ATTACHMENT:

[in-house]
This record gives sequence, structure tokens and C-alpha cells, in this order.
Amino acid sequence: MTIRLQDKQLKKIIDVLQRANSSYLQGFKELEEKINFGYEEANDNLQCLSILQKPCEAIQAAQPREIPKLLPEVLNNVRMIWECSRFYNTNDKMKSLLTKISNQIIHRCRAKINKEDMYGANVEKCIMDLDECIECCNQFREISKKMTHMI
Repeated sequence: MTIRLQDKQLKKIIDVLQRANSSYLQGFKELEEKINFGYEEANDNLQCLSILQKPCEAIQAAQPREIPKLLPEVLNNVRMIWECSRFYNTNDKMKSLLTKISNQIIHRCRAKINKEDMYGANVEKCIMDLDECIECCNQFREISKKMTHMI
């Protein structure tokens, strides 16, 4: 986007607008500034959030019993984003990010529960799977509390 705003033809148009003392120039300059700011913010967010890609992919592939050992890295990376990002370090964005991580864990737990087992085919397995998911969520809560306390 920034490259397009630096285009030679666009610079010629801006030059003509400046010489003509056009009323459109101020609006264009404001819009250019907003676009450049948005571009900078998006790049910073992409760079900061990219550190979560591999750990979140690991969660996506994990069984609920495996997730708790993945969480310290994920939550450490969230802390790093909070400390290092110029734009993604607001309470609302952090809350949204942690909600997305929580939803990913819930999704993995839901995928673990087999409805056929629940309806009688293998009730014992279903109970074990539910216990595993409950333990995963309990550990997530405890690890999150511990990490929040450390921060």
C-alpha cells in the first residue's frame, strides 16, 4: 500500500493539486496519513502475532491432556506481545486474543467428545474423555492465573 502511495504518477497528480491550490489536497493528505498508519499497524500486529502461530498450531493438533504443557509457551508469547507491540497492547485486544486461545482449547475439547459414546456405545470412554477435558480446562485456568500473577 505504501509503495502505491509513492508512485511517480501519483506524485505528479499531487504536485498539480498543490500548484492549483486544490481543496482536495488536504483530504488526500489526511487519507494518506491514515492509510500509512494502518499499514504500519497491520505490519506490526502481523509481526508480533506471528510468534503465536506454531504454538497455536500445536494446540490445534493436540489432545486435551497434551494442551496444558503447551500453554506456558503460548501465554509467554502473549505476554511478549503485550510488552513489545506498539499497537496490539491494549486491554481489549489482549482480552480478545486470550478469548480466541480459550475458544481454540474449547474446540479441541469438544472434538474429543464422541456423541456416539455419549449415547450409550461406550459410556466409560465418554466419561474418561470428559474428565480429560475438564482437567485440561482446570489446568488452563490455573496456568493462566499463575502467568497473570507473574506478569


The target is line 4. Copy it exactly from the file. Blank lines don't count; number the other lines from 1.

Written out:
Repeated sequence: MTIRLQDKQLKKIIDVLQRANSSYLQGFKELEEKINFGYEEANDNLQCLSILQKPCEAIQAAQPREIPKLLPEVLNNVRMIWECSRFYNTNDKMKSLLTKISNQIIHRCRAKINKEDMYGANVEKCIMDLDECIECCNQFREISKKMTHMI